Give them a choice. For example, my e-mail address is fairly long whilst I usually pick short usernames; you can develop your login form to accept both.
Usernames aren't for securing accounts, passwords are. It isn't for no reason that the username is visible when entered in the browser, whilst the password is hidden. Also, users often re-use usernames, which, in contrast with password re-use, should not be a problem. And, of course, e-mail addresses were and are never meant not to be shared with anyone.
But the main problem: you don't store usernames or e-mail addresses hashed / encrypted, because you want to use them for other purposes than logging in. If someone steals the database with your hashed passwords, they will also have the usernames and e-mail-addresses. Gone is the “security benefit”!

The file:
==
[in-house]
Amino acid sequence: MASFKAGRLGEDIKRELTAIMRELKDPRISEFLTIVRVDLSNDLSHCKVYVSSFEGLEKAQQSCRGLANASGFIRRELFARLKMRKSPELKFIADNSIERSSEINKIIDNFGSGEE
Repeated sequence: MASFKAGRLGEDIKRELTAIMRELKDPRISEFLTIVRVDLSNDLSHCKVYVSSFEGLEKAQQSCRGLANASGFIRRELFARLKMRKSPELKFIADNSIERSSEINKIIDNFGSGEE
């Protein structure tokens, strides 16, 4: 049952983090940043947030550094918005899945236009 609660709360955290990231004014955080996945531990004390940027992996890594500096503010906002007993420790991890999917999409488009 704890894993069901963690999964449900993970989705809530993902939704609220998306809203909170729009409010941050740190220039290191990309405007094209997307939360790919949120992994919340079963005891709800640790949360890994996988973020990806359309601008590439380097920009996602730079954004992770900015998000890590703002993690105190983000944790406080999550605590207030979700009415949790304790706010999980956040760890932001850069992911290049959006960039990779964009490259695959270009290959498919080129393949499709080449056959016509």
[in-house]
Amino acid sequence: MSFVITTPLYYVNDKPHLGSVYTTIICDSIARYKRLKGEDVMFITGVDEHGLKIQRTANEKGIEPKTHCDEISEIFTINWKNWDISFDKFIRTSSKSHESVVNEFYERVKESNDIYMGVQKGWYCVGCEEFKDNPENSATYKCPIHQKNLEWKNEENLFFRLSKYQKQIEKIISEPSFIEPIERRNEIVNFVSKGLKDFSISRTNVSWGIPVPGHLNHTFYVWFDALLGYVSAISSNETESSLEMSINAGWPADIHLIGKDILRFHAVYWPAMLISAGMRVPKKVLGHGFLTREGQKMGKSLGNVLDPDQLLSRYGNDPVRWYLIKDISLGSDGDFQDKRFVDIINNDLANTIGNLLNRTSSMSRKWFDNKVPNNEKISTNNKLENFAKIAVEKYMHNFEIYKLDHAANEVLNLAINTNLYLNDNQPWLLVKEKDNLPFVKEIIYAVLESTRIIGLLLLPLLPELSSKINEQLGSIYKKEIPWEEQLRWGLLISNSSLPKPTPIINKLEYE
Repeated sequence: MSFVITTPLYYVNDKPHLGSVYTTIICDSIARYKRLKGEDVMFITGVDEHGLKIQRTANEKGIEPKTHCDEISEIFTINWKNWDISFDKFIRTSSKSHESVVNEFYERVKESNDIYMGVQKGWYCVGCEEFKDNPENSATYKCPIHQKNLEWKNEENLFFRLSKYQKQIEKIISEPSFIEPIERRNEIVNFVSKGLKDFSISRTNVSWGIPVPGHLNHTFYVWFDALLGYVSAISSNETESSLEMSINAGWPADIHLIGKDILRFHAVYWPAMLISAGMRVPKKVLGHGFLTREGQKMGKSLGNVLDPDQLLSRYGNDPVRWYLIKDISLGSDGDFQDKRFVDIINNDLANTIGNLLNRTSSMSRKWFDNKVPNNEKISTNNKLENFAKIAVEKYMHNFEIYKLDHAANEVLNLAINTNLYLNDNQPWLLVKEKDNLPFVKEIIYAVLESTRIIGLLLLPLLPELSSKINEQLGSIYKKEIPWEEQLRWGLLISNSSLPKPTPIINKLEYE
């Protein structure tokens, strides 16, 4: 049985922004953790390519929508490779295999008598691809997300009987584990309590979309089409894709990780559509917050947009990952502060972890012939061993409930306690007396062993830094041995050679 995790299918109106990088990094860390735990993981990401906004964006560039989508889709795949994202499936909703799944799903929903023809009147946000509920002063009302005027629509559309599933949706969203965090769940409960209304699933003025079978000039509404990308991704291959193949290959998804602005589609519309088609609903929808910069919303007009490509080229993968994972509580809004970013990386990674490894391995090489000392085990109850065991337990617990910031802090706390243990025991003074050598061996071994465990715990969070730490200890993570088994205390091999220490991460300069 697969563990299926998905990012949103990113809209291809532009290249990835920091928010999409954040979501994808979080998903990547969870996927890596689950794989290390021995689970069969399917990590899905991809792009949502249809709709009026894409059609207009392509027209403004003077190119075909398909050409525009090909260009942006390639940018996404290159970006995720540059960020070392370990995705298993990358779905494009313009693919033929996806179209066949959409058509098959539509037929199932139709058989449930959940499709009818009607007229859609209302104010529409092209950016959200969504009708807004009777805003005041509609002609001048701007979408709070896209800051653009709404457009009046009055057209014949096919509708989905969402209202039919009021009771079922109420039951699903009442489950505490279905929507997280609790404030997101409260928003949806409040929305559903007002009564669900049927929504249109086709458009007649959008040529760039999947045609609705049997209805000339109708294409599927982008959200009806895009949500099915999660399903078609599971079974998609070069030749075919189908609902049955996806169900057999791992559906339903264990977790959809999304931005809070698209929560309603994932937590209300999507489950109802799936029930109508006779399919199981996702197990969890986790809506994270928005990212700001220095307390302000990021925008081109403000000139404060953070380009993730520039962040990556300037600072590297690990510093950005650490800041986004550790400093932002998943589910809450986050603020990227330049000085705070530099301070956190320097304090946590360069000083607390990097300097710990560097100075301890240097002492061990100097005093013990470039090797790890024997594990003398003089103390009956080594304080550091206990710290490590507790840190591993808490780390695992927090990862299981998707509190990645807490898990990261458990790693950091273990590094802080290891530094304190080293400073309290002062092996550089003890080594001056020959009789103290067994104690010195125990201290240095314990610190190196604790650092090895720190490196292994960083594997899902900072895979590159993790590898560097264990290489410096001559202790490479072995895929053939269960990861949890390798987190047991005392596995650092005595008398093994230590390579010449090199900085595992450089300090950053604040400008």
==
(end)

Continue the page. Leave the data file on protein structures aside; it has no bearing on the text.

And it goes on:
So, forcing users to log in using only the e-mail address (and the password) or only the username (and the password) makes no sense.
Your defense should be enforcing strong passwords, and making sure you encrypt them with a strong password hashing function. Don't forget to set the cost high enough.
Additionally, to prevent an attacker that did not steal your database from renting a bot net and brute-forcing weak user passwords, restrict the number of login attempts per hour per IP address. Also, if you encounter a lot of login attempts for an acccount, block login attempts from any IP address from which no successful login for the account has been done in the past.